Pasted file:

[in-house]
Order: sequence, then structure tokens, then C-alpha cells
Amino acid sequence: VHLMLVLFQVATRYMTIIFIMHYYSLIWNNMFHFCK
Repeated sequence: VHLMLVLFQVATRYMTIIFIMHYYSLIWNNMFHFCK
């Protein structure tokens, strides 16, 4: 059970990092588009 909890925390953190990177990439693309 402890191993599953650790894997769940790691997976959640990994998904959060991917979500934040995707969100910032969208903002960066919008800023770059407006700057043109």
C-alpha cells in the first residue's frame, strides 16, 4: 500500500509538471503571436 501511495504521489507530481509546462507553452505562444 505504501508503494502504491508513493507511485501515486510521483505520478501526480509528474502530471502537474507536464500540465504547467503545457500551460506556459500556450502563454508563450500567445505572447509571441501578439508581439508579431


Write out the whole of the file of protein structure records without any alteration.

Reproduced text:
[in-house]
Order: sequence, then structure tokens, then C-alpha cells
Amino acid sequence: VHLMLVLFQVATRYMTIIFIMHYYSLIWNNMFHFCK
Repeated sequence: VHLMLVLFQVATRYMTIIFIMHYYSLIWNNMFHFCK
């Protein structure tokens, strides 16, 4: 059970990092588009 909890925390953190990177990439693309 402890191993599953650790894997769940790691997976959640990994998904959060991917979500934040995707969100910032969208903002960066919008800023770059407006700057043109």
C-alpha cells in the first residue's frame, strides 16, 4: 500500500509538471503571436 501511495504521489507530481509546462507553452505562444 505504501508503494502504491508513493507511485501515486510521483505520478501526480509528474502530471502537474507536464500540465504547467503545457500551460506556459500556450502563454508563450500567445505572447509571441501578439508581439508579431